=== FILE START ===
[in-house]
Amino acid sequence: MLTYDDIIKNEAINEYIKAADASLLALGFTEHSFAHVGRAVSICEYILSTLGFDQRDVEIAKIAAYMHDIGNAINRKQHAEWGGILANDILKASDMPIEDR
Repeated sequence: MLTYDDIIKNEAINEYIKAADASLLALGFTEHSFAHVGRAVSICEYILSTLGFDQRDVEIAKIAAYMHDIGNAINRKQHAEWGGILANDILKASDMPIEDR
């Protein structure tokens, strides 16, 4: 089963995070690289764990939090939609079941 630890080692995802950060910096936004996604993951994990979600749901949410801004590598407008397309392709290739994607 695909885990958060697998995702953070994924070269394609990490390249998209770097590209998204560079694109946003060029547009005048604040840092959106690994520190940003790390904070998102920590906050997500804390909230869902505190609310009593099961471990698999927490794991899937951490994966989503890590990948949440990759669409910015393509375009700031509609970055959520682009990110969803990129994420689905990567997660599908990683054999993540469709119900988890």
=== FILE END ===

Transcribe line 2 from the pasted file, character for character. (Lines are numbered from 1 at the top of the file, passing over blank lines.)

Amino acid sequence: MLTYDDIIKNEAINEYIKAADASLLALGFTEHSFAHVGRAVSICEYILSTLGFDQRDVEIAKIAAYMHDIGNAINRKQHAEWGGILANDILKASDMPIEDR